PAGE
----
12. I totally get it, here in India especially people have no clue about blogging and when I tell them I have a food blog, they give me this look that what am I even talking about! lol …I don’t bother explaining, I mean it’s of no use! Yes I also miss he human interaction part but then I have all my blogger friends, so that helps 🙂 The bread looks lovely, even though I love fruit cake, I am sure I would love this just as much!

    1. Hey, I get that look here in the States, too, Manali! But then the greatest thing happened the other night. I was sharing treats at the curling club, and I overheard one of my friends describing my job to other people. He described it perfectly! It’s strange for sure, but I love it. 🙂 Thanks for your comments, my friend, and I hope your Mom’s health is doing ok. We miss you here in the States!

    1. Dorothy really is amazing, Megan…she’s so full of cooking/baking knowledge, and it’s been a real pleasure getting to know her. I love how so many bloggers know her, too! 🙂 This bread is indeed perfect for the holidays, and I can’t wait to see your version. Yum! Have a great weekend, my friend!

  13. “Friends often ask how I stay focused considering there’s a tv and a beer fridge on the other side of the basement. ”

    Mate, what a lie. There’s an empire of ages down there. Just kidding, but this is an awesome post and I LOVE seeing Dorothy’s comments- This is such a fantastic dedication to her. Seeing as we’re epic buddies (which will only get more epic once we meet IRL) I think I’ll send a recipe for you to make. It will involve Panda. 😀

    Now while I work on that, feel free to make a batch of this loaf- Cheers Dorothy for it!

    1. Hahaha…you totally just called me out. Video games, tv and beer. What more do I need?? Ok, maybe some food, too. Ooo…you’re sending me a Panda recipe? I’m thinking Niki might not approve? Hah! Dorothy is indeed awesome, and it’s crazy how we’ve met all of these really cool people out here in our little corner of the internet. Cheers to friends, mate! (That and AOE2)

  14. I’m thinking that the Latin teaching market dried up in the fifth century, so you’re probably a vampire … and that’s cool; I don’t judge. Except when it comes to fruitcake. Then I do get all judgy. And this one sounds exceptional!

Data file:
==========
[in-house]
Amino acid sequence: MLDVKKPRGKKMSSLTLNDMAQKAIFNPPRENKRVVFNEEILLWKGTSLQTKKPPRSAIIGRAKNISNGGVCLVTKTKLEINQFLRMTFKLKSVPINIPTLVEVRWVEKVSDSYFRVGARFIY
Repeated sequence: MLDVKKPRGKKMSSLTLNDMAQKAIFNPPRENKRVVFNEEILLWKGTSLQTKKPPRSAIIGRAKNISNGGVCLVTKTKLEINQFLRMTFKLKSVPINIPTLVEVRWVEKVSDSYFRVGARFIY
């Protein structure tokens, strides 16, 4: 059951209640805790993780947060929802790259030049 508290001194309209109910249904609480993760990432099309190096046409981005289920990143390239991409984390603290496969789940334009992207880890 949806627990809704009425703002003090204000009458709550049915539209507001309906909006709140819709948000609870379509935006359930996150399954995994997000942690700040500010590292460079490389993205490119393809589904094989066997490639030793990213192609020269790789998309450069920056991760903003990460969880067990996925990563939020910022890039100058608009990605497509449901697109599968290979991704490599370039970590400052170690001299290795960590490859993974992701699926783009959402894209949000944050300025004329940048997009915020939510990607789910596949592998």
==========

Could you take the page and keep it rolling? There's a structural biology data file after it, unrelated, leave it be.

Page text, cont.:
1. Hey now! The Latin market was thriving and bustling not so long ago. Back when Julius and I were friends. 🙂 And, yes, this non-fruitcake fruitcake turned out pretty well. All credit goes to Dorothy for sharing this one! It’s awesome how we’ve met some pretty cool folks (fellow vampires?) out here on the net. Cheers to good friends and good foods! Thanks, Jeff!

  15. I lost my favorite fruitcake receipe😪. It was so good I was making a 6tupel batch everyone just loved it. But last Christmas I was in the hospital and did’t bake nada so somehow I lost the cookbook. It was one of of a series on the style of DOING IT FOR DUMMIES. But a different series. I remember this. The man wanted his mother’s fruitcake so he drove from ( I think) California to her home in the mid-west where she made the cakes for him. She started with a can of a can of chunky pineapple which she put in a saucepan with cup of sugar brought to a boil then simmered till she had a thick syrup and homemade candied pineapple. That’s the main part I remember it also had 1# mixed candied fruit, 1&1/2 cups butter, eggs, 3 cups mixed nuts, cherries, vanilla, lemon extract, brandy, flour, salt. However I am lost as to proportions baking time and temps. Does anyone know or have this book so I can buy it again I would be so grateful. Failing that can you give me the author and name of the book. The book dosen’t Have one writer but several and I think was somehow connected to Mother’s Day.

    1. Hey James! My apologies in just now seeing this comment. I can’t say that I know about this book, but it sounds like you have a pretty good start on the recipe. I say give it a shot and start playing around with it! It might take several tries until you’re happy with it, but that’s the fun part about baking, right? (Well, that and eating your baked goods, too!) Thanks so much, and I’ll keep my fingers crossed that another reader may know what book you are referring to here. 🙂

      1. James – I don’t know if you are still taking comments, but I have been experimenting with fruitcake for a while now and your recipe sounds familiar. One thing I remember off the top of my head is the making of the candies pineapple. I have learned to start with a fresh pineapple, using the coring tool, and then taking a nice long time on the stove to candy it. Some of my best food starts straight out of the market or garden and then simmers for hours and the lowest heat you can hardly imagine. I always have something on the stove whether it is beef bones making broth, or chicken just cooking so slow that it all but melts into the pot. I will look for your recipe for the fruit cake. At last count I had about 800 books, but I have a pretty good memory for things that interest me. And like I said, I have been on a fruit cake kick for about 2 years now.

        1. Hey Dale! I appreciate you sharing your expertise and fruitcake knowledge here. 🙂 I also love the idea of candying your own pineapple. I’ve done oranges, but never tried my hand at pineapple. I’ll have to do that!

  16. Davis, I like your recipe. I’m weird because I like the cake but not the fruit so much. Could you double the cake someway or half the fruit and it still come out do you think? Thanks

    1. Hey Kathy! That’s not weird at all. The cake around a fruitcake (or in this case Bishop’s Bread) is quite tasty thanks to all of the warming spices! You could absolutely double the cake and half the fruit. However, if you do, you’ll end up needing 2 pans. If you only want one loaf, then I would suggest just leaving the cake portion alone and halving the fruit. It will totally work since the fruit is already dried. 🙂 If you give this a shot, let me know how it turns out? Happy holiday baking, my friend!